I wanted individual care with a person I knew would be at my birth and who cared about me and wanted to listen to me and really discuss all of my concerns with me. I wanted someone I could trust during my birth so I didn't have to wonder what was going to happen and if a suggestion was really in my best interest or was just because of some medical convenience.
What made this change? I went to a birth meeting in town and was told by a few of the women there (childbirth educators and doulas) that I could do what I wanted, that this was my birth and my body and I could change practitioners if I wanted to. I was on Medicaid and thought I was trapped with the public health department's program, but I wasn't. Medicaid covers a lot of midwives and OBs. I switched and only looked back to see how amazingly different my birth experience would have been if I hadn't done what I did. I also hired a doula and invited my mother and sister to attend my birth (along with my wonderully supportive husband).
I had an unmedicated, active hospital birth with my wonderful midwife and all the other support people I mentioned above and I don't think I could have done it without hearing a few people telling me that I needed to take control and own this experience because it's not something I will experience often and it's something that will change my life forever.
I'm now a labor doula and I'm working on my childbirth educator certification. That's how much my childbirth experience affected me.
As a childbirth professional, I've learned a lot as well. I've learned that the place and people you surround yourself with at birth can be the difference between a natural birth and a cesarean for having a pelvis that's "too small." I've learned that location and attendants can mean the difference between an epidural and a natural birth. I've learned that some hospital childbirth classes are pretty good and some are horribly awful (call and see if the teacher is certified to teach).
I've learned that good education and support make for better experiences, even if the events take turns you didn't want or expect. I've learned that hospitals and doctors do not always have our best interests in mind, even if they have them in their hearts, and you might end up with a "problem" that isn't a problem or a procedure that isn't necessary but may affect you for the rest of your life. I've learned that informed decision making only happens when we ask questions until all our doubts and surmises are fully addressed AND the people answering our questions give their answers based on verifiable evidence, not just hear-say or hunches.
I've learned that a lot of women feel like they are broken - that their bodies just can't do birth, at least not naturally. I've also learned that this is often because they weren't given enough support, enough time, enough education, enough power, enough freedom of movement and freedom in general, not because their bodies are broken. The World Health Organization states that cesarean section rates should never rise above 10-15% (even for developing nations) because above this number, women and babies suffer more than they do when birthing vaginally, even when they need assistance there. The national American cesarean rate is over 30%. It's not because women are broken. It's because women lack support, time, education, power, and freedom in many birth locations and with many medical attendants.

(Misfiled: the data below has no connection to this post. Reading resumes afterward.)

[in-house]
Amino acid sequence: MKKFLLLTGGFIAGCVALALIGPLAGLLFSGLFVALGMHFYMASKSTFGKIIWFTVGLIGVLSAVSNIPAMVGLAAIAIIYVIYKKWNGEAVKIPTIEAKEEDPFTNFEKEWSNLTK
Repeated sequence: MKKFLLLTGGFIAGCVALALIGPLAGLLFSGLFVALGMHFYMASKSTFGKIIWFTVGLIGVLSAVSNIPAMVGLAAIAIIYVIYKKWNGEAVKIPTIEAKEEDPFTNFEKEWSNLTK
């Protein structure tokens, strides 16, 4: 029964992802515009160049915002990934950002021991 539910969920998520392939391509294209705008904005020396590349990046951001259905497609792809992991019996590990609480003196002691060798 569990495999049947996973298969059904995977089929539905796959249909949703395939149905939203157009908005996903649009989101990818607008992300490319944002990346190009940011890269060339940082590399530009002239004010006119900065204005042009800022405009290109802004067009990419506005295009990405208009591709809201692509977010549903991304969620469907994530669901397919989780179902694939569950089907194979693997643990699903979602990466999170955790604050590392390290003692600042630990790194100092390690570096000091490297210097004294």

For instance, homebirth midwives have an average cesarean section rate of 2-4%. Now this is for low-risk women, but aren't most of us low-risk women? There are hospitals in the US with 50% cesarean section rates. Isn't there something wrong with this picture? Women who are given 12 hours to birth their babies after their water has broken are at risk because people are doing vaginal exams! Women whose waters break months prior to their due dates are not induced and given 12 hours to have their babies! No, they're put on bedrest and there are no vaginal exams because that increases their risk of infection. Hmmm... Moms who are induced at 39 or 40 weeks for their first babies are being induced a full 1-2 weeks before the average first-time mother would naturally go into labor!
To be sure, doctors and hospitals are wonderful to have when women are in high-risk situations or when the rare low-risk birth needs intervention, but with studies showing that low-risk women giving birth are safer in their homes than in a hospital, isn't there something wrong with the way mainstream birth culture addresses birth?
I've learned a lot about myself and about birth in since I had my first baby two March's ago and I'm still learning. Now I'm starting to plan for baby #2, who is due sometime in late July-early August. I'm planning a homebirth this time, and not because I had a bad experience in the hospital - I didn't - but because it's statistically safer for me and my baby than a hospital birth and my last birth proved to me that I am powerful and capable and intelligent enough to make this decision for myself. Go figure.
I am a Colorado Springs doula and childbirth educator who is passionate about supporting women and families. If you are interested in learning more about my business, visit http://www.saffrondoula.com/doulaservices.htm